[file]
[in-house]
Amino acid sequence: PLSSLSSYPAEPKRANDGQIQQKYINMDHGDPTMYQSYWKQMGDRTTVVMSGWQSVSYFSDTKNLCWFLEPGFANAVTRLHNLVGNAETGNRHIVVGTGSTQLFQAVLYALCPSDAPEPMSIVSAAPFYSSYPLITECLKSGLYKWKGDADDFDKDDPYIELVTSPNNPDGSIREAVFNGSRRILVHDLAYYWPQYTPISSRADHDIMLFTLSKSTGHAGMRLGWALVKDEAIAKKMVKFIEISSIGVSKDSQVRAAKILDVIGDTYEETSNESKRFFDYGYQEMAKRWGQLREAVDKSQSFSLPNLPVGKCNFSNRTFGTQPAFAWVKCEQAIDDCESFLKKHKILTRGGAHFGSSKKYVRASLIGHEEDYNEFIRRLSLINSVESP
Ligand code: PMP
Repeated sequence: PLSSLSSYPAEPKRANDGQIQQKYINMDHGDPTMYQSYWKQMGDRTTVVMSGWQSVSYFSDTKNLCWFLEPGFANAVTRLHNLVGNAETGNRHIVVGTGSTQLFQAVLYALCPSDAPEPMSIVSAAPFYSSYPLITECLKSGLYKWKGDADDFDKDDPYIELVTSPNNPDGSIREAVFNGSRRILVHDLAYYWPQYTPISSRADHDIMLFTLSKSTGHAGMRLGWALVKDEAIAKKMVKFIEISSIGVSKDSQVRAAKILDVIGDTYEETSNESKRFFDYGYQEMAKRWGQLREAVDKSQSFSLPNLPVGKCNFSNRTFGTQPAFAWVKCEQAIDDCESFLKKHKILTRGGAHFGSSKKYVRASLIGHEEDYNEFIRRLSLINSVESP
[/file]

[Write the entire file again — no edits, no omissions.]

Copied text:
[in-house]
Amino acid sequence: PLSSLSSYPAEPKRANDGQIQQKYINMDHGDPTMYQSYWKQMGDRTTVVMSGWQSVSYFSDTKNLCWFLEPGFANAVTRLHNLVGNAETGNRHIVVGTGSTQLFQAVLYALCPSDAPEPMSIVSAAPFYSSYPLITECLKSGLYKWKGDADDFDKDDPYIELVTSPNNPDGSIREAVFNGSRRILVHDLAYYWPQYTPISSRADHDIMLFTLSKSTGHAGMRLGWALVKDEAIAKKMVKFIEISSIGVSKDSQVRAAKILDVIGDTYEETSNESKRFFDYGYQEMAKRWGQLREAVDKSQSFSLPNLPVGKCNFSNRTFGTQPAFAWVKCEQAIDDCESFLKKHKILTRGGAHFGSSKKYVRASLIGHEEDYNEFIRRLSLINSVESP
Ligand code: PMP
Repeated sequence: PLSSLSSYPAEPKRANDGQIQQKYINMDHGDPTMYQSYWKQMGDRTTVVMSGWQSVSYFSDTKNLCWFLEPGFANAVTRLHNLVGNAETGNRHIVVGTGSTQLFQAVLYALCPSDAPEPMSIVSAAPFYSSYPLITECLKSGLYKWKGDADDFDKDDPYIELVTSPNNPDGSIREAVFNGSRRILVHDLAYYWPQYTPISSRADHDIMLFTLSKSTGHAGMRLGWALVKDEAIAKKMVKFIEISSIGVSKDSQVRAAKILDVIGDTYEETSNESKRFFDYGYQEMAKRWGQLREAVDKSQSFSLPNLPVGKCNFSNRTFGTQPAFAWVKCEQAIDDCESFLKKHKILTRGGAHFGSSKKYVRASLIGHEEDYNEFIRRLSLINSVESP